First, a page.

How can middle and frontline team leaders enable successful innovation with their teams?
Using a diagnostic called the Situational Outlook Questionnaire (SOQ), we have worked with leaders who have improved their team’s work climate for innovation within 9-12 months, and found that climate is a ‘lead’ indicator of innovation performance.
The various teams we’ve worked with have introduced new services and extended existing ones; one saved millions of pounds and won a corporate award; many raised their profile within their organisations and their marketplaces. Manage the team climate and the results will (usually) follow.
The first post looked at how leaders connect people to purposeful goals, agree freedom to act within boundaries and build team trust. The second reviewed how teams make the most of limited time for effective idea development, add spontaneity and humour and reduce interpersonal conflict.
This post focuses on the final three SOQ dimensions:
- Idea support: improving support for ideas
- Debate: optimising the debate process and
- Risk-taking: taking measured risks with unknowable outcomes
7. Improving support for ideas
Honest, constructive support for your idea will affect whether you’re prepared to say it loud next time. As one team member said:
“Everyone is incredibly supportive and as a consequence I am not afraid to put forward ideas. I feel I can present a kernel of an idea to the team and they are happy to build on it or challenge it in honest and constructive way.”
This isn’t always the case. A more common state is that people are challenged by genuinely novel thinking. Training can help here. We have worked with teams and helped them learn the basics of creative problem solving such as using divergent thinking before convergent. Freewheel before judging, and be disciplined in separating these out.
8. Optimising the debate
Debate is about sharing diverse perspectives. In some organisations a shared value of ‘consultation’ can mean that there is more talk than action: the amount of debate is too high. In this case, we’ve found that building a shared strategic direction can help, as it focuses thoughts on what matters most and channels ideas.
9. Taking measured risks
Risk-taking refers to our capacity to accept uncertainty and ambiguity. Goran Ekvall, the originator of the SOQ, thought that risk-taking was the dimension that predicted whether teams would make incremental or more radical innovation.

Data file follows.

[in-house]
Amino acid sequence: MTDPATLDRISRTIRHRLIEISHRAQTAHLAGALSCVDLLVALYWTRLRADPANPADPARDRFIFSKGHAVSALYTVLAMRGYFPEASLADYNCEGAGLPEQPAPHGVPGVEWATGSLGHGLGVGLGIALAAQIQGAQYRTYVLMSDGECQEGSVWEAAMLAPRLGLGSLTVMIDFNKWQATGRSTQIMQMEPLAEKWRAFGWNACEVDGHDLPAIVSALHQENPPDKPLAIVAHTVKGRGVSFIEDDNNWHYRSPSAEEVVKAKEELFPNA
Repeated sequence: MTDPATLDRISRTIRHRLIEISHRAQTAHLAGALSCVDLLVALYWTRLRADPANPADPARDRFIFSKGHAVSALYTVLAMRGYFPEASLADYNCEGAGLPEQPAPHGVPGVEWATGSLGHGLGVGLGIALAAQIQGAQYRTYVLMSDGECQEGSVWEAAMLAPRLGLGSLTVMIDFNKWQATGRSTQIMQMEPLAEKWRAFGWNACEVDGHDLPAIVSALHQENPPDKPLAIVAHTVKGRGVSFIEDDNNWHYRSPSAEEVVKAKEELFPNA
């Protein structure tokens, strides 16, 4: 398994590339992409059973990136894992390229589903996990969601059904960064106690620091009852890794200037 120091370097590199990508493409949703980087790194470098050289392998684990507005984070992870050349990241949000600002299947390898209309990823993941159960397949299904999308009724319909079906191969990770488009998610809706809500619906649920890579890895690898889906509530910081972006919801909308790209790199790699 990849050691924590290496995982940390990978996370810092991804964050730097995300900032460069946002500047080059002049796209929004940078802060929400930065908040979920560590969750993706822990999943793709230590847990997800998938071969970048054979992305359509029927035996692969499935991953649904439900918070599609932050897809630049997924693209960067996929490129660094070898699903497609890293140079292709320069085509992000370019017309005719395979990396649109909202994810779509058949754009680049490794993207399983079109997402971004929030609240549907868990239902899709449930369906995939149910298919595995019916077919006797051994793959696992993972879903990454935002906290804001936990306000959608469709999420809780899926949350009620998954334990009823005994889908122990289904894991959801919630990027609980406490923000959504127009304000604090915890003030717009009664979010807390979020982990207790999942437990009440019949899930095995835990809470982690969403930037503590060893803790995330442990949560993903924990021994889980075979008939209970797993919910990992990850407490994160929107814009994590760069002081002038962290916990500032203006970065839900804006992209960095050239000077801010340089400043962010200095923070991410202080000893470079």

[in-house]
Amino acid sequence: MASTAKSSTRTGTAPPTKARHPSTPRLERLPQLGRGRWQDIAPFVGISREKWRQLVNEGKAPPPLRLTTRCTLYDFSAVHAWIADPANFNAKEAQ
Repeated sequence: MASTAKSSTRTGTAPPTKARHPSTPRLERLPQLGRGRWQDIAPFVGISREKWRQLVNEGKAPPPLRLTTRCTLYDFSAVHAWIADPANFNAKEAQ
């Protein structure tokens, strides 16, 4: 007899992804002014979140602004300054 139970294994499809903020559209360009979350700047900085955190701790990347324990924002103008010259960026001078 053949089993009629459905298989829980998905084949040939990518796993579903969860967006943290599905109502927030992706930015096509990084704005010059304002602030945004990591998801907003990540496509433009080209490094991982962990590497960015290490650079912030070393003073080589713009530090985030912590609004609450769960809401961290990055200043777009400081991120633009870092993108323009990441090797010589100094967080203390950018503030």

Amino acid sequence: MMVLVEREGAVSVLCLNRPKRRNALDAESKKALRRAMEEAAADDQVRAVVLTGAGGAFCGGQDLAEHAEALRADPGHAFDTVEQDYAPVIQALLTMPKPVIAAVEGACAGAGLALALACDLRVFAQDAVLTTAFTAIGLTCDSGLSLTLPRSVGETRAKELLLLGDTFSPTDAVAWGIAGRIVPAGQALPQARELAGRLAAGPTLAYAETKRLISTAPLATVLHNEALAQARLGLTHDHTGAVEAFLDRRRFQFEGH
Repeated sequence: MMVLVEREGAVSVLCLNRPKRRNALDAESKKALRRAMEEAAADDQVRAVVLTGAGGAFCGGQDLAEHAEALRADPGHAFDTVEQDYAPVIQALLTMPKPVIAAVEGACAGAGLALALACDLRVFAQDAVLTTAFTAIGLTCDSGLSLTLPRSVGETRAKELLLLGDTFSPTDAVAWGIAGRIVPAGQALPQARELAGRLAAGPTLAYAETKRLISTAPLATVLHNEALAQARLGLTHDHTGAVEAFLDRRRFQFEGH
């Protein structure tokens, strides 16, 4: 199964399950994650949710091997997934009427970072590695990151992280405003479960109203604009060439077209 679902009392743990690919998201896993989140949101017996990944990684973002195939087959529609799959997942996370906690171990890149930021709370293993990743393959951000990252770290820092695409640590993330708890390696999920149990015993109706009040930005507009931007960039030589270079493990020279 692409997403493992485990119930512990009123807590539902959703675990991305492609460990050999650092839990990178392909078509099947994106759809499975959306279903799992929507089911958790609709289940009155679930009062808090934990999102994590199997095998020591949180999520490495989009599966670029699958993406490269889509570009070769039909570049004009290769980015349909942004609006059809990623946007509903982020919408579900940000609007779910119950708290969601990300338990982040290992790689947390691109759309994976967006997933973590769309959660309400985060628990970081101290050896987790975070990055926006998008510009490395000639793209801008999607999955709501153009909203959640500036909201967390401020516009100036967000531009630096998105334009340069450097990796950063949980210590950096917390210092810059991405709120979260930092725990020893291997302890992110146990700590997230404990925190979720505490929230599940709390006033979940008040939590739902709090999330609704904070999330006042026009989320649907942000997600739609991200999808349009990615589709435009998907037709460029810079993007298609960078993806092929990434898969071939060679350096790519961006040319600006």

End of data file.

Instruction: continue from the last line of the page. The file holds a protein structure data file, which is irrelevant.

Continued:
There is a type of innovation bind whereby the need for innovation surfaces uncertainties about outcomes. These uncertainties raise anxiety levels, which, in turn, lead us back to the familiar and safer ground of habit and away from precisely what we need. When new insights are needed, people have to learn to walk a metaphorical tightrope!
The English romantic poet Keats talked about our capacity for ‘…being in uncertainties, Mysteries, doubts, without any irritable reaching after fact and reason’. He called this ‘negative capability’, and it refers to our capacity to bear the unknown, and continue to explore. Without this, we are likely to craft neat resolutions, with the goal of reducing our anxieties and taking us back to safer, habitual thinking.
Keats’ insights for poetry have been applied to leadership practice, by Simpson, French and Harvey* from UWE, Bristol. Leaders sometimes have to act when the next steps are not clear, when teams are doing work they have not done before, and when an unconscious process of incubation is needed to allow insights time to emerge.
In teams where risk-taking is healthy, four broad strategies seem to help taking action into an unknowable future:
- Noticing simplistic problem-framing: For example, people will sometimes resolve a thorny work challenge into an either/or dilemma, often with imagined, damaging consequences from taking either action. These become no-win options. Leaders with a more agile mindset challenge this framing. One leader of a group of educational colleges talked about how he would not allow his senior team members to present either/or dilemmas to him. The creativity was often to be found somewhere in between these polarised options and he encouraged his team to generate them.
- Attachment to the learning process, not outcomes: People often find the means to experiment without being too attached to specific results. They accept that some things will work whilst others will not, and they keep trying new approaches. They realise that not all mistakes will materially affect our desired outcomes. Leaders encourage their teams to find means of testing approaches, where risks will be lower and learning will be valuable.
- Stating mixed feelings: Change brings contradictory feelings: excitement, anxiety, optimism, maybe fear. The authentic public stating of having mixed emotions enables people to accept this truth, relax enough, consider the shades of grey involved in the work and widen their thinking.
- Just support: Finally, in the confidence that we’re doing the best we can, leaders can promise support while not knowing what will happen. As one person said:
© Bluegreen Learning Ltd
Find out how warm your innovation climate is and what you can do to change it.
*Peter Simpson, Robert French and Charles Harvey: Leadership and Negative Capability, published in Human Relations, 2002, 55(10):1209-1226. ISSN 0018-7267